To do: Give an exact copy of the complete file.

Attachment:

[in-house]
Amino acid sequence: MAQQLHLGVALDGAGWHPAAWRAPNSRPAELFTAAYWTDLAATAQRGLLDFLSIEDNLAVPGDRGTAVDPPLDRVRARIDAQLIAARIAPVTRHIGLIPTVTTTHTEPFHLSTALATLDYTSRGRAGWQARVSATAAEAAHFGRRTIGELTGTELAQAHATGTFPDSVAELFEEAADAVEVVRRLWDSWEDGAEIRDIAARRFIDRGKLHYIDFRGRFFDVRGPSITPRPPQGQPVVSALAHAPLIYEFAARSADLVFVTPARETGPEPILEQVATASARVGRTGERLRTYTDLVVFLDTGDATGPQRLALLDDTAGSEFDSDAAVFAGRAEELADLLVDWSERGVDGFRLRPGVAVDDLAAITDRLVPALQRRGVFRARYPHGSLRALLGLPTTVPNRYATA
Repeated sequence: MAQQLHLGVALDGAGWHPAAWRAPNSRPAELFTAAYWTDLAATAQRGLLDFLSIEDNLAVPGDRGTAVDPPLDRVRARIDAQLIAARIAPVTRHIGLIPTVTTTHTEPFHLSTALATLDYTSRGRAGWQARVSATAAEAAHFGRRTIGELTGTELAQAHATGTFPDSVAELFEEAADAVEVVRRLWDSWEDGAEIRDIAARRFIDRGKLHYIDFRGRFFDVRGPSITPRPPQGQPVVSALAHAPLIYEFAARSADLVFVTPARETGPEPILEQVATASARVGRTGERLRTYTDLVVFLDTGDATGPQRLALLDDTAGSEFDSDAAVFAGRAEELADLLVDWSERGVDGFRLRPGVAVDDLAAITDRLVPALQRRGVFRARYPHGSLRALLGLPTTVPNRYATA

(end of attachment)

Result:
[in-house]
Amino acid sequence: MAQQLHLGVALDGAGWHPAAWRAPNSRPAELFTAAYWTDLAATAQRGLLDFLSIEDNLAVPGDRGTAVDPPLDRVRARIDAQLIAARIAPVTRHIGLIPTVTTTHTEPFHLSTALATLDYTSRGRAGWQARVSATAAEAAHFGRRTIGELTGTELAQAHATGTFPDSVAELFEEAADAVEVVRRLWDSWEDGAEIRDIAARRFIDRGKLHYIDFRGRFFDVRGPSITPRPPQGQPVVSALAHAPLIYEFAARSADLVFVTPARETGPEPILEQVATASARVGRTGERLRTYTDLVVFLDTGDATGPQRLALLDDTAGSEFDSDAAVFAGRAEELADLLVDWSERGVDGFRLRPGVAVDDLAAITDRLVPALQRRGVFRARYPHGSLRALLGLPTTVPNRYATA
Repeated sequence: MAQQLHLGVALDGAGWHPAAWRAPNSRPAELFTAAYWTDLAATAQRGLLDFLSIEDNLAVPGDRGTAVDPPLDRVRARIDAQLIAARIAPVTRHIGLIPTVTTTHTEPFHLSTALATLDYTSRGRAGWQARVSATAAEAAHFGRRTIGELTGTELAQAHATGTFPDSVAELFEEAADAVEVVRRLWDSWEDGAEIRDIAARRFIDRGKLHYIDFRGRFFDVRGPSITPRPPQGQPVVSALAHAPLIYEFAARSADLVFVTPARETGPEPILEQVATASARVGRTGERLRTYTDLVVFLDTGDATGPQRLALLDDTAGSEFDSDAAVFAGRAEELADLLVDWSERGVDGFRLRPGVAVDDLAAITDRLVPALQRRGVFRARYPHGSLRALLGLPTTVPNRYATA